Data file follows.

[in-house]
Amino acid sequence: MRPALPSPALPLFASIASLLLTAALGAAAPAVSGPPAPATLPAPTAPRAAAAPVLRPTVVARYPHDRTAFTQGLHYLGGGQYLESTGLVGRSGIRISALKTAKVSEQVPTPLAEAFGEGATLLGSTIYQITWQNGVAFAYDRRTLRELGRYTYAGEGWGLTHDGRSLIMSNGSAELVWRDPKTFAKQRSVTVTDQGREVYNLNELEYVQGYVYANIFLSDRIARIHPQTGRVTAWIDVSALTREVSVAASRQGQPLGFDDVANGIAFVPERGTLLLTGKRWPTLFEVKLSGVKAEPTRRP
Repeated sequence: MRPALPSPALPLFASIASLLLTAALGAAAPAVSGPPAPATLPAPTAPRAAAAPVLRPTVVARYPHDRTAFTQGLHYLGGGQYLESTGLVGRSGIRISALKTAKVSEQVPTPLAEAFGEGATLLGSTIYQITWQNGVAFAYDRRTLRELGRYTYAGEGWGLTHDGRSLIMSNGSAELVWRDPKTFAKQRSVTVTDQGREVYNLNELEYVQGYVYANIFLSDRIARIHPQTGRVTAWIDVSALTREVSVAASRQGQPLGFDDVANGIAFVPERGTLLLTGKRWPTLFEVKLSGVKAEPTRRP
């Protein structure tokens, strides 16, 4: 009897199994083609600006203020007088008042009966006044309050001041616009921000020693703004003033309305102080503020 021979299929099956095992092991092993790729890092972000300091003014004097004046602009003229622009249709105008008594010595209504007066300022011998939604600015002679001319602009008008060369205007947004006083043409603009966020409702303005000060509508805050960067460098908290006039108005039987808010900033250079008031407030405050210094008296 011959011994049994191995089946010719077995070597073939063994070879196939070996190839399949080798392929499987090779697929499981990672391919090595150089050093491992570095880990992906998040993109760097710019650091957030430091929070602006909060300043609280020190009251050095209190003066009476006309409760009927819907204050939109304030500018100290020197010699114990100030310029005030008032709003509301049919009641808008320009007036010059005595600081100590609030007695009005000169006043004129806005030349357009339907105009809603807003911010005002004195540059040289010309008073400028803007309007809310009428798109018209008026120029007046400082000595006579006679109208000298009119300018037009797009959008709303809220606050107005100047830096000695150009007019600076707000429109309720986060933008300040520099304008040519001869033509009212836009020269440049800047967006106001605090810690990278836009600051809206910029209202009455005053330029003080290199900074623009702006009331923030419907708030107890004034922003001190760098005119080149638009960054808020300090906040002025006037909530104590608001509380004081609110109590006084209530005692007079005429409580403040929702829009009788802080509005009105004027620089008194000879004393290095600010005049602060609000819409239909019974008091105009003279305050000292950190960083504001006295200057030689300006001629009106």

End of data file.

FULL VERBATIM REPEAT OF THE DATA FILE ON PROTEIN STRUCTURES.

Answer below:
[in-house]
Amino acid sequence: MRPALPSPALPLFASIASLLLTAALGAAAPAVSGPPAPATLPAPTAPRAAAAPVLRPTVVARYPHDRTAFTQGLHYLGGGQYLESTGLVGRSGIRISALKTAKVSEQVPTPLAEAFGEGATLLGSTIYQITWQNGVAFAYDRRTLRELGRYTYAGEGWGLTHDGRSLIMSNGSAELVWRDPKTFAKQRSVTVTDQGREVYNLNELEYVQGYVYANIFLSDRIARIHPQTGRVTAWIDVSALTREVSVAASRQGQPLGFDDVANGIAFVPERGTLLLTGKRWPTLFEVKLSGVKAEPTRRP
Repeated sequence: MRPALPSPALPLFASIASLLLTAALGAAAPAVSGPPAPATLPAPTAPRAAAAPVLRPTVVARYPHDRTAFTQGLHYLGGGQYLESTGLVGRSGIRISALKTAKVSEQVPTPLAEAFGEGATLLGSTIYQITWQNGVAFAYDRRTLRELGRYTYAGEGWGLTHDGRSLIMSNGSAELVWRDPKTFAKQRSVTVTDQGREVYNLNELEYVQGYVYANIFLSDRIARIHPQTGRVTAWIDVSALTREVSVAASRQGQPLGFDDVANGIAFVPERGTLLLTGKRWPTLFEVKLSGVKAEPTRRP
């Protein structure tokens, strides 16, 4: 009897199994083609600006203020007088008042009966006044309050001041616009921000020693703004003033309305102080503020 021979299929099956095992092991092993790729890092972000300091003014004097004046602009003229622009249709105008008594010595209504007066300022011998939604600015002679001319602009008008060369205007947004006083043409603009966020409702303005000060509508805050960067460098908290006039108005039987808010900033250079008031407030405050210094008296 011959011994049994191995089946010719077995070597073939063994070879196939070996190839399949080798392929499987090779697929499981990672391919090595150089050093491992570095880990992906998040993109760097710019650091957030430091929070602006909060300043609280020190009251050095209190003066009476006309409760009927819907204050939109304030500018100290020197010699114990100030310029005030008032709003509301049919009641808008320009007036010059005595600081100590609030007695009005000169006043004129806005030349357009339907105009809603807003911010005002004195540059040289010309008073400028803007309007809310009428798109018209008026120029007046400082000595006579006679109208000298009119300018037009797009959008709303809220606050107005100047830096000695150009007019600076707000429109309720986060933008300040520099304008040519001869033509009212836009020269440049800047967006106001605090810690990278836009600051809206910029209202009455005053330029003080290199900074623009702006009331923030419907708030107890004034922003001190760098005119080149638009960054808020300090906040002025006037909530104590608001509380004081609110109590006084209530005692007079005429409580403040929702829009009788802080509005009105004027620089008194000879004393290095600010005049602060609000819409239909019974008091105009003279305050000292950190960083504001006295200057030689300006001629009106």